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作者 Dosh, Paul Gandhi Joseph
書名 Demanding the land: Urban social movements and local politics in Peru and Ecuador
國際標準書號 9780542007668
book jacket
說明 272 p
附註 Source: Dissertation Abstracts International, Volume: 66-02, Section: A, page: 0741
Chair: David Collier
Thesis (Ph.D.)--University of California, Berkeley, 2004
What contributes to the success or failure of social movements, both in terms of achieving their objectives and in terms of movement survival? In order to investigate this question, I examine the widespread Latin American phenomena of illegal land seizures and informal squatter settlement development. Based on 10 neighborhood case studies in Peru and Ecuador, I develop a three-part explanation for how invasion organizations mobilize, why they succeed or fail, and why they endure or disappear
First, I argue that understanding the choice of mobilization strategy selection requires both a macro and micro longitudinal perspective. At the macro level, changing patterns of mobilization only become clear when we examine the evolution of diverse invasion organization characteristics over time. At the micro level, the strategy choices of new types of organizations follow a predictable "life cycle" that is replicated in different political and geographic contexts. Second, I introduce a new conceptualization of organizational strategies and neighborhood regimes that helps to specify causal hypotheses drawn from the theory of political opportunity structures. Resource acquisition outcomes can thereby be understood as resulting from factors both external and internal to invasion organizations. Third, I argue that the key to organizational survival is found in agenda-setting practices that permit achievement of central objectives without compromising the mobilizational momentum of the organization. More broadly, these claims suggest that the success and failure of social movements in general can only be understood through both an evolutionary conceptualization of different modes of political participation, activation, and identity, and through attention to both the external and internal aspects of political processes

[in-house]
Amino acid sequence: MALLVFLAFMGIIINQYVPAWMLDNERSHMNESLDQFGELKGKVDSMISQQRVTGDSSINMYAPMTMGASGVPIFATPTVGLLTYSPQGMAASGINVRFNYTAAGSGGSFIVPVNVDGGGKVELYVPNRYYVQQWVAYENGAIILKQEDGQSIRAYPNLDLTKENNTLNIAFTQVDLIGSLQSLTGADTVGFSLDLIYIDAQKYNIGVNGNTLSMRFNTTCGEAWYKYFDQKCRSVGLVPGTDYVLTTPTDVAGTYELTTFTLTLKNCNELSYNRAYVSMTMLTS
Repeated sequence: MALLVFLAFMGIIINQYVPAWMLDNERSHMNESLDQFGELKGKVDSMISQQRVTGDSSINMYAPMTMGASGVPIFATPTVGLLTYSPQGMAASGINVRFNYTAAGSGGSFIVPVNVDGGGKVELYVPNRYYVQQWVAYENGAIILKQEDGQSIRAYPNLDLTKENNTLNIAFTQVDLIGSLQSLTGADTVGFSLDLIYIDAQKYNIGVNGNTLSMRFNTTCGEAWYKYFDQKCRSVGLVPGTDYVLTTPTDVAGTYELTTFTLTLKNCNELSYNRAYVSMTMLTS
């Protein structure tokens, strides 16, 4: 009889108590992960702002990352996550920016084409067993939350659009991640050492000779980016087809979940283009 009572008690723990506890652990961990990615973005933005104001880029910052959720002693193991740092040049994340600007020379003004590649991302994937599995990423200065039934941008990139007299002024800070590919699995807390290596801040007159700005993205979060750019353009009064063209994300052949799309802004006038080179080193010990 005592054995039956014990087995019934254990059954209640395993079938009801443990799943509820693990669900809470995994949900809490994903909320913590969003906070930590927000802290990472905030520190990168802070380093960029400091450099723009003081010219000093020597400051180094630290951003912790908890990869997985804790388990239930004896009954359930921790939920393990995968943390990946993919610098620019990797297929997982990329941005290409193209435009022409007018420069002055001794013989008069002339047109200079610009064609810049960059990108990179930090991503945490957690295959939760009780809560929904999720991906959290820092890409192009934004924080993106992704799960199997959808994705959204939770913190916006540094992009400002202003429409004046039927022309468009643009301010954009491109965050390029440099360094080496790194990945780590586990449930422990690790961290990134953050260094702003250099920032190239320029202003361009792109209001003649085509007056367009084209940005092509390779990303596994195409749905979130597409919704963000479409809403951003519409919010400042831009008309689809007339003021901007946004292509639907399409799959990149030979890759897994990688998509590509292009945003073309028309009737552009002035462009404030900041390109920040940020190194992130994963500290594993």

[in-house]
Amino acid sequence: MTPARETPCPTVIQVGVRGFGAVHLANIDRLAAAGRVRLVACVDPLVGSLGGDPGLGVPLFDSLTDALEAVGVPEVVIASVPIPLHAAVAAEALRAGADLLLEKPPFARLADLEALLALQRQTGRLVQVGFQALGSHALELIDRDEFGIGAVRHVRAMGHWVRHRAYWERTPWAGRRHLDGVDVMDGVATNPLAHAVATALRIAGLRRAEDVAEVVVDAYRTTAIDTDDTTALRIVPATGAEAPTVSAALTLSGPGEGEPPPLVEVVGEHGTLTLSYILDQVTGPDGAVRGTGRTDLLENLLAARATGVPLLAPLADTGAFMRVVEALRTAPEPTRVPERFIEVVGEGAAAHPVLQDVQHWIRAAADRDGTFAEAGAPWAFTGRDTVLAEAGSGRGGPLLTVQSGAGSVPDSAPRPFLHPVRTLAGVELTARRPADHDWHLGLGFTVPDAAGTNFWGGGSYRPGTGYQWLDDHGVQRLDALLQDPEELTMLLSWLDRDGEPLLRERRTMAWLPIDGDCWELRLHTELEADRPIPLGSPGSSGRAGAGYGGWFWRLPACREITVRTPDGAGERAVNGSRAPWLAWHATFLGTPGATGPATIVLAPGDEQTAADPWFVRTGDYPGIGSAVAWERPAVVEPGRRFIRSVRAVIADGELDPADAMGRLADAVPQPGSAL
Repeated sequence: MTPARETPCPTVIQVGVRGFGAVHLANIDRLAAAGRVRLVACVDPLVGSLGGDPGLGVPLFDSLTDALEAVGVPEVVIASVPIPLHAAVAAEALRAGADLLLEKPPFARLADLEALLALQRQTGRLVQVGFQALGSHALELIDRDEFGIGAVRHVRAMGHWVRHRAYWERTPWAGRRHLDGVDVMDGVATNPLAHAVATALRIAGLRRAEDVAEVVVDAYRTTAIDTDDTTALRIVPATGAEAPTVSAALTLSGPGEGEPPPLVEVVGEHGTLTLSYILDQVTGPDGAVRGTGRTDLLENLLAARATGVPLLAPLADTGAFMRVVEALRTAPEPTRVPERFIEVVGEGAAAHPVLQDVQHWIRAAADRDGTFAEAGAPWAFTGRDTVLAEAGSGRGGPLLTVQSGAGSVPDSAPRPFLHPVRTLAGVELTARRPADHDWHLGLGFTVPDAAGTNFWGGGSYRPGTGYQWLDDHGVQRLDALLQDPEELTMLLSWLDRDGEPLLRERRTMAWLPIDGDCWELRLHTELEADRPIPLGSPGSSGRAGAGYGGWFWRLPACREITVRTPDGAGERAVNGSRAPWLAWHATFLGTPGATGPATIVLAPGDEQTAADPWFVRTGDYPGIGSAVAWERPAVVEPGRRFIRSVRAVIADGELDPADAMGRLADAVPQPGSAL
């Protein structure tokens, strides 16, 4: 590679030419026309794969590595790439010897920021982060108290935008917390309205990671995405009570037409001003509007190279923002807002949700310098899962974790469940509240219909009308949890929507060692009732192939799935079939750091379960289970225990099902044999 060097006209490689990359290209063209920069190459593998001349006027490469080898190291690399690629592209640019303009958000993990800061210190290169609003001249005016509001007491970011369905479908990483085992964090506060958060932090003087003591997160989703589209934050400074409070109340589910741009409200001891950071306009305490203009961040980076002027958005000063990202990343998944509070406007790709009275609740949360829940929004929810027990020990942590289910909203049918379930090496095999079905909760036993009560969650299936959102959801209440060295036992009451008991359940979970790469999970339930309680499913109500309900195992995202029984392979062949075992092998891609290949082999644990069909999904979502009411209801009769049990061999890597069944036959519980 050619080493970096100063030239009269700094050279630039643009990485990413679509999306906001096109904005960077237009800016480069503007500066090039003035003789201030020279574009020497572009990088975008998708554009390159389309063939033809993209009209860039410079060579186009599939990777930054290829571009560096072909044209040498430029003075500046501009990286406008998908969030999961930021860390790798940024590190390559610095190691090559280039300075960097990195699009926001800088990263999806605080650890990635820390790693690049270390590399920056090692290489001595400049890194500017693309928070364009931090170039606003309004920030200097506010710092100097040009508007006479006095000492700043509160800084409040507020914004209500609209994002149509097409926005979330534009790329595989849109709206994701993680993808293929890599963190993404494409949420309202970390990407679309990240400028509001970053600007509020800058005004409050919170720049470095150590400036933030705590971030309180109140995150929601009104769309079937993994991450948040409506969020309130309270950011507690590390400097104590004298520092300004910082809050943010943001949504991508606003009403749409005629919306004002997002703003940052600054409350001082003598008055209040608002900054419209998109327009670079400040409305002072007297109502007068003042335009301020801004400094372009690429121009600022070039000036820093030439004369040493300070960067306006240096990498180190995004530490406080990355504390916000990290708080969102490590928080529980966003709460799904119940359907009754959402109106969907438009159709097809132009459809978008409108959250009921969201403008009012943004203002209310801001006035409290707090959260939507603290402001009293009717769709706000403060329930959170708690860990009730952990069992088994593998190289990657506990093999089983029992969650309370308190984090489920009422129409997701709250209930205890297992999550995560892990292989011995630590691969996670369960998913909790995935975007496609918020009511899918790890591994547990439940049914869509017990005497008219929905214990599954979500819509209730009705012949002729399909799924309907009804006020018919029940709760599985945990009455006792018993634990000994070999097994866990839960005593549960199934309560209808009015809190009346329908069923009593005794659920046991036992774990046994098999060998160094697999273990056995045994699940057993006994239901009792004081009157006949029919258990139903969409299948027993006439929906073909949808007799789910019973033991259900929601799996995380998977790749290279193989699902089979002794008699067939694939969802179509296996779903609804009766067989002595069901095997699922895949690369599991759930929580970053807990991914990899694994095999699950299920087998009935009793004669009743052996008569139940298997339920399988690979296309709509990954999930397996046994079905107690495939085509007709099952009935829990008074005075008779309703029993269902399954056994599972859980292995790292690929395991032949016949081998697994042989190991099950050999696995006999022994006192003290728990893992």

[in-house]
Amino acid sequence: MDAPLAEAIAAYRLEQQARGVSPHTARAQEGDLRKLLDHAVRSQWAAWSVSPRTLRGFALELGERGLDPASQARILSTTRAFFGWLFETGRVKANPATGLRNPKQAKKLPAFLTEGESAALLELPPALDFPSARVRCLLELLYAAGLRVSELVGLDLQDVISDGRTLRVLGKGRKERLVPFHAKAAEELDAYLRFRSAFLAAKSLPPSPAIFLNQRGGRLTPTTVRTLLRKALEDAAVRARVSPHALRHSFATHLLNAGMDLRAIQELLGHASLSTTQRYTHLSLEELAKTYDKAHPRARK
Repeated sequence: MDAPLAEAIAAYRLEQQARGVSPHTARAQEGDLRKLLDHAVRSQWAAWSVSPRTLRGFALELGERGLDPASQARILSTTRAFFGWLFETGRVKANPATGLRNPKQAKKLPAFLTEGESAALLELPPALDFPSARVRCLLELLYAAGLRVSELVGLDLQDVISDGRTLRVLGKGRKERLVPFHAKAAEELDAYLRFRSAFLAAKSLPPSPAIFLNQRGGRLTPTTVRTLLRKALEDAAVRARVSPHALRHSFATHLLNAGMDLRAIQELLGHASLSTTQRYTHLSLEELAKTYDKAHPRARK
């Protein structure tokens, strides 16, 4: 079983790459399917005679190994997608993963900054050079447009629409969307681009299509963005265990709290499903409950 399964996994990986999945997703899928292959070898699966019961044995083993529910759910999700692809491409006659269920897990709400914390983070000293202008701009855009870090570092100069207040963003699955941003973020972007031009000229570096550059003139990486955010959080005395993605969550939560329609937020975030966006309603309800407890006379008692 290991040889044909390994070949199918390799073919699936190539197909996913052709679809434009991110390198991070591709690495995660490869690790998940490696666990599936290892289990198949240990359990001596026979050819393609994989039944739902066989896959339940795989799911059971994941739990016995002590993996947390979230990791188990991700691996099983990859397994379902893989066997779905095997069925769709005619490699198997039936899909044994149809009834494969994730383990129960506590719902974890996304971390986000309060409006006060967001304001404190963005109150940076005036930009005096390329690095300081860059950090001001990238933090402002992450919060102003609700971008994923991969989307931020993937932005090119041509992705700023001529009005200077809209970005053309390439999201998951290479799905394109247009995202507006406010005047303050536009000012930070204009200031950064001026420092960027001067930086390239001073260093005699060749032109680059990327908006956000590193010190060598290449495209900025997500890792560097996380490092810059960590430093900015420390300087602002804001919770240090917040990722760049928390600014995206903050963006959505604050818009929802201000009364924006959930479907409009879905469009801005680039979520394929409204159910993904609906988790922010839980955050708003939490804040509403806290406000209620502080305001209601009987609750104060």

School code: 0028
Host Item Dissertation Abstracts International 66-02A
主題 Political Science, General
Sociology, General
Urban and Regional Planning
0615
0626
0999
Alt Author University of California, Berkeley
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